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There are three main types of juvenile arthritis: pauci-articular, poly-articular and systemic.

  • Pauci-artricular juvenile arthritis usually starts very slowly, at age two or three, and symptoms are limited to four or fewer joints (usually the large joints such as knees, ankles or elbows) which become inflamed and painful. The child’s eyes can also be affected by a condition known as iridocyclitis, which is inflammation in the front of the eye.
  • Poly-articular juvenile arthritis affects five or more joints (often in the hands or feet) and can start at any age. It usually spreads from one joint to another quite quickly. Children with this type of arthritis may often feel unwell and suffer from a fever or a rash.
  • Systemic juvenile arthritis affects the whole body and causes fevers and rashes as well as swollen joints. It can also affect the internal organs. Systemic disease usually starts in pre-school children and is also known as Stills disease.

Arthritis in children is usually referred to as juvenile idiopathic arthritis, although it used to be known as juvenile chronic arthritis. About one in a thousand children has arthritis. Some will be more severely affected than others and most will have periods of remission, when symptoms will be mild, interspersed with more acute periods. In some children, it can change from day to day. Periods when the arthritis is particularly active are called flares.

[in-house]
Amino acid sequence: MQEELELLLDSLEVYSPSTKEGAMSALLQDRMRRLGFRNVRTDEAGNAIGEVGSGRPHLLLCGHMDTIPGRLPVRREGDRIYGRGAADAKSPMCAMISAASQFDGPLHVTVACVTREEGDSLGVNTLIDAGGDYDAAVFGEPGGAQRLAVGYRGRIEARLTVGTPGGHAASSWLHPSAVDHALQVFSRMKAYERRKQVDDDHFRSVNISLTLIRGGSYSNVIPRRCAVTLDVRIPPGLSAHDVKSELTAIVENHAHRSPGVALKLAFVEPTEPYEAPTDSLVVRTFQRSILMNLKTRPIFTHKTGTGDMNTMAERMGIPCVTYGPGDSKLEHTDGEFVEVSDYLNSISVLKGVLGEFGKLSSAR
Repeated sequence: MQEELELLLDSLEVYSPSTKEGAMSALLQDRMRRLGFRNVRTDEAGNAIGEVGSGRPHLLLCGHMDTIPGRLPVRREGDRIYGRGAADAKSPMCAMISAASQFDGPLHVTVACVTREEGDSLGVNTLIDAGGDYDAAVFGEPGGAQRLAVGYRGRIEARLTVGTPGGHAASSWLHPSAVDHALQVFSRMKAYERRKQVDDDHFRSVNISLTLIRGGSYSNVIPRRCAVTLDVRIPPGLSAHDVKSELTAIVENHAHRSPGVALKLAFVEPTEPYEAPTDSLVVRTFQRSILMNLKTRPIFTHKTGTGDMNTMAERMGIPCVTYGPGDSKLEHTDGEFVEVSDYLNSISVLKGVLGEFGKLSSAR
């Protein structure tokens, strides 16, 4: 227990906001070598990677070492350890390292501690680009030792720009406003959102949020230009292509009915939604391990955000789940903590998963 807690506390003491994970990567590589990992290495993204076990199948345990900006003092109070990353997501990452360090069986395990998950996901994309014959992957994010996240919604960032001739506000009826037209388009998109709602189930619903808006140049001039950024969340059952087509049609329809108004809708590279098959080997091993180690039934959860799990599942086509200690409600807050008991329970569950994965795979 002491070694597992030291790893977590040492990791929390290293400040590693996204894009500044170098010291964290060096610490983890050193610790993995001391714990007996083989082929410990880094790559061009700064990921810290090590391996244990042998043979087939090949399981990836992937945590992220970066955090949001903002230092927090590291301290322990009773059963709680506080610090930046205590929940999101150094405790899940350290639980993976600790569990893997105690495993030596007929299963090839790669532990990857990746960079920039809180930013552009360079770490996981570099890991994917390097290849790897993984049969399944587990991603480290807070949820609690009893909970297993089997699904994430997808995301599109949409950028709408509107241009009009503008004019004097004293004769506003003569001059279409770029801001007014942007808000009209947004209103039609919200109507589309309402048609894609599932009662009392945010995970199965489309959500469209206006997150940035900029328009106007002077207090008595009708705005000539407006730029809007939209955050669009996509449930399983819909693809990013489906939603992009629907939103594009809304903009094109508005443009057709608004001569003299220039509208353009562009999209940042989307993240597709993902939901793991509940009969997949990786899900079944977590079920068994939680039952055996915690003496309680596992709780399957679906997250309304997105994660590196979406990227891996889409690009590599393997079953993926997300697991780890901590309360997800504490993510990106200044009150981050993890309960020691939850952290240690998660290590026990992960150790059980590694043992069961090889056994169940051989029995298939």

Juvenile arthritis is not contagious and is thought to be an auto-immune disease. Falls and sudden changes in temperature can aggravate the condition and, in some cases, it is important to try to avoid contact with some childhood illnesses, especially chickenpox.

During a flare, the child will probably be reluctant to use the joints, limping or showing reluctance to walk for example, or to use both hands for a task. Stiffness is also a feature. When a joint is inflamed, the child will probably be most comfortable if the joint is rested in a bent position, but it will need to be straightened from time to time to prevent damage. Some children will eventually outgrow their arthritis, but others will develop joint damage and can have difficulties, often getting worse, into adult life.

Key characteristics

Children with juvenile arthritis may:

  • suffer from stiff and often painful joints, which inhibit their movements
  • suffer from infections in their eyes
  • have difficulties in concentrating and lack energy due to their medication, which has to be stronger during flares
  • feel frustration, when in remission, at not being allowed to jump and climb when they want to in order to protect their vulnerable joints
  • require daily physiotherapy, often more than once a day.

Support strategies

It will be important to follow medical advice and to work closely with the physiotherapist and the child’s parents. Strategies at school may include

  • exercises to flex and strengthen joints
  • adapting PE sessions for the child so as to avoid movements which will aggravate the arthritis or put too much pressure on affected joints
  • helping the child with any problematic activities, such as using scissors
  • protecting the child at playtimes from others bumping into them or from falls
  • ensuring that the child’s parents are always notified if any classmates are suspected of having chickenpox or other illness that should be avoided.

Support agencies

Arthritis Care
Children’s Chronic Arthritis Association
(CCAA)

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